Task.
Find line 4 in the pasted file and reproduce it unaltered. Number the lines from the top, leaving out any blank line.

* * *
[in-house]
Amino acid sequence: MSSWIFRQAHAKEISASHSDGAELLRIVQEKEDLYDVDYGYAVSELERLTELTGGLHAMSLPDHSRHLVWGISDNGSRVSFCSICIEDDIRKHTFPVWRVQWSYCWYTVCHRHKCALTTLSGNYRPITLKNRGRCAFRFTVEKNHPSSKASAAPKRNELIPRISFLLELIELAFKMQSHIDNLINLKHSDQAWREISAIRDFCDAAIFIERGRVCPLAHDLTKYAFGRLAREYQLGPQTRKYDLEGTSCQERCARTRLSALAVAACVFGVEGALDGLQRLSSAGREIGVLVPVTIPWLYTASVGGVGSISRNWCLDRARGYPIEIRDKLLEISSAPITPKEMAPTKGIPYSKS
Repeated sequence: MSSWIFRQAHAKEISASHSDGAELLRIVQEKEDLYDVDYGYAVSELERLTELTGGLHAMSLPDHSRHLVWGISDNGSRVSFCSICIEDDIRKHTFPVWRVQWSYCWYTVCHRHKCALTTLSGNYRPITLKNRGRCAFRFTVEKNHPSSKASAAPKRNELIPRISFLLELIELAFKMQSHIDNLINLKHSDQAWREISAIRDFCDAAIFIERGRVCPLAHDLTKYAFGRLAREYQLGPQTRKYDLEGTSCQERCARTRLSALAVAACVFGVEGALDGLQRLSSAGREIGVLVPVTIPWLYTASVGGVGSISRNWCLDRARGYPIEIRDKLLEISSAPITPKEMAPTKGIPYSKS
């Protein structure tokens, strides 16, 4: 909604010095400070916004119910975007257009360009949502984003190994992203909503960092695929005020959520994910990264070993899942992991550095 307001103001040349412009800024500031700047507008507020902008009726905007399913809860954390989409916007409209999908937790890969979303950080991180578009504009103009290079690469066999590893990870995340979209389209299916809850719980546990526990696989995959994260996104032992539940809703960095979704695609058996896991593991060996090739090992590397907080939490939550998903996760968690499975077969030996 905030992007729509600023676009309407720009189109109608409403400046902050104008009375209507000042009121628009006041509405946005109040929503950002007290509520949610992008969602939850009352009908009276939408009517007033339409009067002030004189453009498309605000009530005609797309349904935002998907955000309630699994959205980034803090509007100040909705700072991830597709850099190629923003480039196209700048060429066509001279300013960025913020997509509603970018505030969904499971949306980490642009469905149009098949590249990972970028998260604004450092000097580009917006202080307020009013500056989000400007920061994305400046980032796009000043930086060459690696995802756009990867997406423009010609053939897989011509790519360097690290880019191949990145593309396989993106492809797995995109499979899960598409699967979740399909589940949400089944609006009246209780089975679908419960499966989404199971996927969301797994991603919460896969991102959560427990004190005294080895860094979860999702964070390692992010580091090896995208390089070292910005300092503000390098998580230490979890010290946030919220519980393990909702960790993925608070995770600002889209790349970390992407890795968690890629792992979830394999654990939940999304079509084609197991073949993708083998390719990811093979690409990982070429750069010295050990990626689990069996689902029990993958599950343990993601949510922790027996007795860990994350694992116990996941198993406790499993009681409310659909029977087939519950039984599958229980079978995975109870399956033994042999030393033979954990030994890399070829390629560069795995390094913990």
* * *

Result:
């Protein structure tokens, strides 16, 4: 909604010095400070916004119910975007257009360009949502984003190994992203909503960092695929005020959520994910990264070993899942992991550095 307001103001040349412009800024500031700047507008507020902008009726905007399913809860954390989409916007409209999908937790890969979303950080991180578009504009103009290079690469066999590893990870995340979209389209299916809850719980546990526990696989995959994260996104032992539940809703960095979704695609058996896991593991060996090739090992590397907080939490939550998903996760968690499975077969030996 905030992007729509600023676009309407720009189109109608409403400046902050104008009375209507000042009121628009006041509405946005109040929503950002007290509520949610992008969602939850009352009908009276939408009517007033339409009067002030004189453009498309605000009530005609797309349904935002998907955000309630699994959205980034803090509007100040909705700072991830597709850099190629923003480039196209700048060429066509001279300013960025913020997509509603970018505030969904499971949306980490642009469905149009098949590249990972970028998260604004450092000097580009917006202080307020009013500056989000400007920061994305400046980032796009000043930086060459690696995802756009990867997406423009010609053939897989011509790519360097690290880019191949990145593309396989993106492809797995995109499979899960598409699967979740399909589940949400089944609006009246209780089975679908419960499966989404199971996927969301797994991603919460896969991102959560427990004190005294080895860094979860999702964070390692992010580091090896995208390089070292910005300092503000390098998580230490979890010290946030919220519980393990909702960790993925608070995770600002889209790349970390992407890795968690890629792992979830394999654990939940999304079509084609197991073949993708083998390719990811093979690409990982070429750069010295050990990626689990069996689902029990993958599950343990993601949510922790027996007795860990994350694992116990996941198993406790499993009681409310659909029977087939519950039984599958229980079978995975109870399956033994042999030393033979954990030994890399070829390629560069795995390094913990």